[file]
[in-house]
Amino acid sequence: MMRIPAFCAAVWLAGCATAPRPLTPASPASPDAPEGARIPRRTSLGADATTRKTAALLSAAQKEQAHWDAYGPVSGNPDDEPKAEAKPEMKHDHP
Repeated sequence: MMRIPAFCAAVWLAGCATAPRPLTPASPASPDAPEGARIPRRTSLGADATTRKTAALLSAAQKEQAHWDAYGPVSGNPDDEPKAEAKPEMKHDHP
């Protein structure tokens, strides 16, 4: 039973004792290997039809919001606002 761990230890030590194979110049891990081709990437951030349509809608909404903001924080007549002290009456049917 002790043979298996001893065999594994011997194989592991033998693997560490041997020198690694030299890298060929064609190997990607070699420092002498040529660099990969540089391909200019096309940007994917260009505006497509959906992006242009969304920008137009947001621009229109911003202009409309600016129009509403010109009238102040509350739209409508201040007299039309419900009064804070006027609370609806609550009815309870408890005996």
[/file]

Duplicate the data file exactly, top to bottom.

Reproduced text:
[in-house]
Amino acid sequence: MMRIPAFCAAVWLAGCATAPRPLTPASPASPDAPEGARIPRRTSLGADATTRKTAALLSAAQKEQAHWDAYGPVSGNPDDEPKAEAKPEMKHDHP
Repeated sequence: MMRIPAFCAAVWLAGCATAPRPLTPASPASPDAPEGARIPRRTSLGADATTRKTAALLSAAQKEQAHWDAYGPVSGNPDDEPKAEAKPEMKHDHP
């Protein structure tokens, strides 16, 4: 039973004792290997039809919001606002 761990230890030590194979110049891990081709990437951030349509809608909404903001924080007549002290009456049917 002790043979298996001893065999594994011997194989592991033998693997560490041997020198690694030299890298060929064609190997990607070699420092002498040529660099990969540089391909200019096309940007994917260009505006497509959906992006242009969304920008137009947001621009229109911003202009409309600016129009509403010109009238102040509350739209409508201040007299039309419900009064804070006027609370609806609550009815309870408890005996």